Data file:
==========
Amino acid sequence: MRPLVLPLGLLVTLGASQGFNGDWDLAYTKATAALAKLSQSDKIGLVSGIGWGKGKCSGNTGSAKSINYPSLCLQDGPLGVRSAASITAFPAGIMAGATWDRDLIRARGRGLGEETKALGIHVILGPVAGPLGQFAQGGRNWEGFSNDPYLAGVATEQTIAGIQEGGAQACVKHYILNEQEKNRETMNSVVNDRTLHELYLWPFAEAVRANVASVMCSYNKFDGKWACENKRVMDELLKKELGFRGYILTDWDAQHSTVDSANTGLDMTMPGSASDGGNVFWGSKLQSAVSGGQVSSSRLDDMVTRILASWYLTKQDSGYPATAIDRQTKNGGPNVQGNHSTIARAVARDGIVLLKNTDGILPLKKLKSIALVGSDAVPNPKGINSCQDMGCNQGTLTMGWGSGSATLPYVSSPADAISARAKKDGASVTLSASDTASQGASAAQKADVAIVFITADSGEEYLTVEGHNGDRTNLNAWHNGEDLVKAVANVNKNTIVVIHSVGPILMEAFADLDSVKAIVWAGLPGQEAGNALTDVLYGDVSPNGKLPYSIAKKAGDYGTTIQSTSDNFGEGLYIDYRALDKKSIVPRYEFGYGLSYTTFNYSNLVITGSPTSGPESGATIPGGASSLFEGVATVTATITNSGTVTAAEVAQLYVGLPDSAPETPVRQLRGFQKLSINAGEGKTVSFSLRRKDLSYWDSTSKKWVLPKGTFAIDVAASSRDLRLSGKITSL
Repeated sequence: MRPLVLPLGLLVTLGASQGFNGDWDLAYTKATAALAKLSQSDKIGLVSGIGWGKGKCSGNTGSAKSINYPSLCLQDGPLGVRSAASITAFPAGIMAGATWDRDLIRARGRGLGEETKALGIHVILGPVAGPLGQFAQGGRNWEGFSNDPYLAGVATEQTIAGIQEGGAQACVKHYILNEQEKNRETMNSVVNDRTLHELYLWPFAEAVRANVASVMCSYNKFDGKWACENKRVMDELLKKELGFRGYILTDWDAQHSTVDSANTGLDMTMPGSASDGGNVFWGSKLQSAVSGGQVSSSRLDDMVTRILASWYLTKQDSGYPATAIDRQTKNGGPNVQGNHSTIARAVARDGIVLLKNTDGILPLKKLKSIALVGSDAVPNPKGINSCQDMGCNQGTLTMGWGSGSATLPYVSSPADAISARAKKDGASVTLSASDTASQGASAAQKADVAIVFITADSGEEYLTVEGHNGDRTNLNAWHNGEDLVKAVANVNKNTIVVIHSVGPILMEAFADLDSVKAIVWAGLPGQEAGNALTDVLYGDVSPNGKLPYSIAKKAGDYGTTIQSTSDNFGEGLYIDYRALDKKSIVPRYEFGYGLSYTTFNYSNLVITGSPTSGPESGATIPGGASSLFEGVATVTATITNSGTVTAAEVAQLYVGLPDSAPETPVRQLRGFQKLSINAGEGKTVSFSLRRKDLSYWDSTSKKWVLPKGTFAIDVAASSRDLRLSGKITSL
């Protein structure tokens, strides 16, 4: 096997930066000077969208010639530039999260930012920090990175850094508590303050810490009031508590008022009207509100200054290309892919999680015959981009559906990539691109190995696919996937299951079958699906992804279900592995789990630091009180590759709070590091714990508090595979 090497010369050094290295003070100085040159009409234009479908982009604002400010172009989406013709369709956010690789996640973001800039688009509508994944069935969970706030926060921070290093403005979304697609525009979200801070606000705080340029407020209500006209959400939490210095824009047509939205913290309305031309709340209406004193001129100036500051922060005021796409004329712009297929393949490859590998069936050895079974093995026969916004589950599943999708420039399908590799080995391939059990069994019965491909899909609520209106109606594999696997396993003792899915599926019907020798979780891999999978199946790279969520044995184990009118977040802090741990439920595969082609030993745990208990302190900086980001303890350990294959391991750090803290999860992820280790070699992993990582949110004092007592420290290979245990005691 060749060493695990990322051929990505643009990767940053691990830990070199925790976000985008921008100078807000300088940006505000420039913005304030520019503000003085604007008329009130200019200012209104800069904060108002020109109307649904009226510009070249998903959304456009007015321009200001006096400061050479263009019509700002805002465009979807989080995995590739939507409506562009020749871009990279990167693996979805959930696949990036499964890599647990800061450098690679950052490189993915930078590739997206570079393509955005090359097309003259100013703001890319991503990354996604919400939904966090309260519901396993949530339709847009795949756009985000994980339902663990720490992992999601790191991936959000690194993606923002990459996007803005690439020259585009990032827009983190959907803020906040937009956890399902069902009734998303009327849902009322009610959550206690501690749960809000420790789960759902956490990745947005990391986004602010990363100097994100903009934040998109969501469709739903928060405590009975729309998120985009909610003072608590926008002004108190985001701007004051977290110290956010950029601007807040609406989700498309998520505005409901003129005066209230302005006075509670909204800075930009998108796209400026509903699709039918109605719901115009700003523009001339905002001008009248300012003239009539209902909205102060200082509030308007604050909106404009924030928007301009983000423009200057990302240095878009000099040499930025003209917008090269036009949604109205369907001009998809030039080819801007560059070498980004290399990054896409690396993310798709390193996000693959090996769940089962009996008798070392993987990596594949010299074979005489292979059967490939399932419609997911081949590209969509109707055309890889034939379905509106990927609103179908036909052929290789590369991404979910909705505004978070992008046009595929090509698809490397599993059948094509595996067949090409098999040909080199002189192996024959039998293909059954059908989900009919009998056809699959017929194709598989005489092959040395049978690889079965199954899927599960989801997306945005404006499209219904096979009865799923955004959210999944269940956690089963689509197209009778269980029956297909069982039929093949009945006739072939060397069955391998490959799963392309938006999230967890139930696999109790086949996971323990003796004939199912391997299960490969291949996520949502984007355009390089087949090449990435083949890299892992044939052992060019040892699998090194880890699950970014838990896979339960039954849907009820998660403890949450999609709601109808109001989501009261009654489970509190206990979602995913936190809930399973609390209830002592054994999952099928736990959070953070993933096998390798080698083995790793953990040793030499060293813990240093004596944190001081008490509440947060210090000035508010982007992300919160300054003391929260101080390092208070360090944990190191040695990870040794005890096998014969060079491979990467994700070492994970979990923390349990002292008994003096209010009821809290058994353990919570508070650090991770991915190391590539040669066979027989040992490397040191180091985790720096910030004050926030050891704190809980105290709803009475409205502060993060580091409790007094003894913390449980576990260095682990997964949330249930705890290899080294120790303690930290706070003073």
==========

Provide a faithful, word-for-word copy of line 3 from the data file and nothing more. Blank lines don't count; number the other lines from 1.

């Protein structure tokens, strides 16, 4: 096997930066000077969208010639530039999260930012920090990175850094508590303050810490009031508590008022009207509100200054290309892919999680015959981009559906990539691109190995696919996937299951079958699906992804279900592995789990630091009180590759709070590091714990508090595979 090497010369050094290295003070100085040159009409234009479908982009604002400010172009989406013709369709956010690789996640973001800039688009509508994944069935969970706030926060921070290093403005979304697609525009979200801070606000705080340029407020209500006209959400939490210095824009047509939205913290309305031309709340209406004193001129100036500051922060005021796409004329712009297929393949490859590998069936050895079974093995026969916004589950599943999708420039399908590799080995391939059990069994019965491909899909609520209106109606594999696997396993003792899915599926019907020798979780891999999978199946790279969520044995184990009118977040802090741990439920595969082609030993745990208990302190900086980001303890350990294959391991750090803290999860992820280790070699992993990582949110004092007592420290290979245990005691 060749060493695990990322051929990505643009990767940053691990830990070199925790976000985008921008100078807000300088940006505000420039913005304030520019503000003085604007008329009130200019200012209104800069904060108002020109109307649904009226510009070249998903959304456009007015321009200001006096400061050479263009019509700002805002465009979807989080995995590739939507409506562009020749871009990279990167693996979805959930696949990036499964890599647990800061450098690679950052490189993915930078590739997206570079393509955005090359097309003259100013703001890319991503990354996604919400939904966090309260519901396993949530339709847009795949756009985000994980339902663990720490992992999601790191991936959000690194993606923002990459996007803005690439020259585009990032827009983190959907803020906040937009956890399902069902009734998303009327849902009322009610959550206690501690749960809000420790789960759902956490990745947005990391986004602010990363100097994100903009934040998109969501469709739903928060405590009975729309998120985009909610003072608590926008002004108190985001701007004051977290110290956010950029601007807040609406989700498309998520505005409901003129005066209230302005006075509670909204800075930009998108796209400026509903699709039918109605719901115009700003523009001339905002001008009248300012003239009539209902909205102060200082509030308007604050909106404009924030928007301009983000423009200057990302240095878009000099040499930025003209917008090269036009949604109205369907001009998809030039080819801007560059070498980004290399990054896409690396993310798709390193996000693959090996769940089962009996008798070392993987990596594949010299074979005489292979059967490939399932419609997911081949590209969509109707055309890889034939379905509106990927609103179908036909052929290789590369991404979910909705505004978070992008046009595929090509698809490397599993059948094509595996067949090409098999040909080199002189192996024959039998293909059954059908989900009919009998056809699959017929194709598989005489092959040395049978690889079965199954899927599960989801997306945005404006499209219904096979009865799923955004959210999944269940956690089963689509197209009778269980029956297909069982039929093949009945006739072939060397069955391998490959799963392309938006999230967890139930696999109790086949996971323990003796004939199912391997299960490969291949996520949502984007355009390089087949090449990435083949890299892992044939052992060019040892699998090194880890699950970014838990896979339960039954849907009820998660403890949450999609709601109808109001989501009261009654489970509190206990979602995913936190809930399973609390209830002592054994999952099928736990959070953070993933096998390798080698083995790793953990040793030499060293813990240093004596944190001081008490509440947060210090000035508010982007992300919160300054003391929260101080390092208070360090944990190191040695990870040794005890096998014969060079491979990467994700070492994970979990923390349990002292008994003096209010009821809290058994353990919570508070650090991770991915190391590539040669066979027989040992490397040191180091985790720096910030004050926030050891704190809980105290709803009475409205502060993060580091409790007094003894913390449980576990260095682990997964949330249930705890290899080294120790303690930290706070003073």